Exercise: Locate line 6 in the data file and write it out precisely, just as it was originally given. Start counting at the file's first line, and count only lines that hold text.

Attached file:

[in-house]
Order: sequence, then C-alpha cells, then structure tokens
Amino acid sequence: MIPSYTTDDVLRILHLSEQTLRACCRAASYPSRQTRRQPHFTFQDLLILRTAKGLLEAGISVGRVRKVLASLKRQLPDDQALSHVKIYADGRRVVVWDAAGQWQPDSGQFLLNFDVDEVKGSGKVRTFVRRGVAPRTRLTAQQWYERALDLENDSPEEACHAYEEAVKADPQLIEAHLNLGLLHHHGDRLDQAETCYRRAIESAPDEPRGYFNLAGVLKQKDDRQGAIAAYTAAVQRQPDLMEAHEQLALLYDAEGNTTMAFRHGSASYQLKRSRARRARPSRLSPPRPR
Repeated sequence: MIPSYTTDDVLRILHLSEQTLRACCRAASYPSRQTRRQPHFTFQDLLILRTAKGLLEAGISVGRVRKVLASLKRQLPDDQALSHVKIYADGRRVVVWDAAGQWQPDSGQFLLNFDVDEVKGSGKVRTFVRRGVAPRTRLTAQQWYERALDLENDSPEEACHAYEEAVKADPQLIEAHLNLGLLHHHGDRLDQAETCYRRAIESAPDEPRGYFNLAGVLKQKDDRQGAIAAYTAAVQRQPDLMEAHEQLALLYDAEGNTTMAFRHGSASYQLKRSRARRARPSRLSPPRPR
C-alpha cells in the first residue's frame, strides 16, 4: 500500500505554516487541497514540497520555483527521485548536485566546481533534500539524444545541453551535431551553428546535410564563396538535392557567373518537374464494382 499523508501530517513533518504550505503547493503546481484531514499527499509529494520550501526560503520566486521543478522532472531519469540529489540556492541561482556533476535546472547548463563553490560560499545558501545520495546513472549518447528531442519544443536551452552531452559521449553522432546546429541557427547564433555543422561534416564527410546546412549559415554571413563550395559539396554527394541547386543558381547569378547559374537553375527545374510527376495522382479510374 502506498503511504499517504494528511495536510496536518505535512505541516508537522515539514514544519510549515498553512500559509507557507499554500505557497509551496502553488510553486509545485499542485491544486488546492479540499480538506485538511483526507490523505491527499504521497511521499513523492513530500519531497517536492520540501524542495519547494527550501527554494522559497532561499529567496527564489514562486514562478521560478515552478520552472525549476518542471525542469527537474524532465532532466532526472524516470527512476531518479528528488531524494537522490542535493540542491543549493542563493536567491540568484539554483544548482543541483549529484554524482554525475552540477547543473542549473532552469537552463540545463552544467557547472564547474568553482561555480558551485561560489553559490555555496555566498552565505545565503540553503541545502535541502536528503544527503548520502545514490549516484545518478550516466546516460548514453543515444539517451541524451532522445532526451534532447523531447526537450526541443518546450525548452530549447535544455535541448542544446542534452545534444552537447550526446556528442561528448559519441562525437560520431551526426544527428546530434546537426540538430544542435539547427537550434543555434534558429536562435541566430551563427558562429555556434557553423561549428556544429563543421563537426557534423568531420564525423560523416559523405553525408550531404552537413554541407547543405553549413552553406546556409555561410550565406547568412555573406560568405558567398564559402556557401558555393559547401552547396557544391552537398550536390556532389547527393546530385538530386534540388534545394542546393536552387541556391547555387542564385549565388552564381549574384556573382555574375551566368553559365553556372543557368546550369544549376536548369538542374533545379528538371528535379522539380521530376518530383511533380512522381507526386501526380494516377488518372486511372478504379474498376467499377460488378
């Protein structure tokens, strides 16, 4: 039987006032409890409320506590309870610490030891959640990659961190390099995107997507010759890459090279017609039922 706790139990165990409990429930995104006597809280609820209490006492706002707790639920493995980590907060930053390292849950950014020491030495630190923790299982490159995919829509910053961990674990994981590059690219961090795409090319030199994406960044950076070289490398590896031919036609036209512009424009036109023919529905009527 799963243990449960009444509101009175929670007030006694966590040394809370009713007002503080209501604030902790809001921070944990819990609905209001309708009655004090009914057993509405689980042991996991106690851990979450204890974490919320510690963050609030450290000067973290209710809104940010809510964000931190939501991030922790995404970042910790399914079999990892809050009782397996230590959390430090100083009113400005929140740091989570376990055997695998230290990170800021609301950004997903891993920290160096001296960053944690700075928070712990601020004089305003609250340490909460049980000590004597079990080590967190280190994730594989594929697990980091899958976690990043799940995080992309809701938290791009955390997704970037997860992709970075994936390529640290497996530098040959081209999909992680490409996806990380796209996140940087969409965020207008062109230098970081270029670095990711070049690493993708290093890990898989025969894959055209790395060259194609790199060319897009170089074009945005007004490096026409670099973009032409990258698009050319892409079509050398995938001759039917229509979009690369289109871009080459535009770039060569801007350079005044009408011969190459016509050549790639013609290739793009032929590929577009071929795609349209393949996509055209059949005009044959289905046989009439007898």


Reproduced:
């Protein structure tokens, strides 16, 4: 039987006032409890409320506590309870610490030891959640990659961190390099995107997507010759890459090279017609039922 706790139990165990409990429930995104006597809280609820209490006492706002707790639920493995980590907060930053390292849950950014020491030495630190923790299982490159995919829509910053961990674990994981590059690219961090795409090319030199994406960044950076070289490398590896031919036609036209512009424009036109023919529905009527 799963243990449960009444509101009175929670007030006694966590040394809370009713007002503080209501604030902790809001921070944990819990609905209001309708009655004090009914057993509405689980042991996991106690851990979450204890974490919320510690963050609030450290000067973290209710809104940010809510964000931190939501991030922790995404970042910790399914079999990892809050009782397996230590959390430090100083009113400005929140740091989570376990055997695998230290990170800021609301950004997903891993920290160096001296960053944690700075928070712990601020004089305003609250340490909460049980000590004597079990080590967190280190994730594989594929697990980091899958976690990043799940995080992309809701938290791009955390997704970037997860992709970075994936390529640290497996530098040959081209999909992680490409996806990380796209996140940087969409965020207008062109230098970081270029670095990711070049690493993708290093890990898989025969894959055209790395060259194609790199060319897009170089074009945005007004490096026409670099973009032409990258698009050319892409079509050398995938001759039917229509979009690369289109871009080459535009770039060569801007350079005044009408011969190459016509050549790639013609290739793009032929590929577009071929795609349209393949996509055209059949005009044959289905046989009439007898």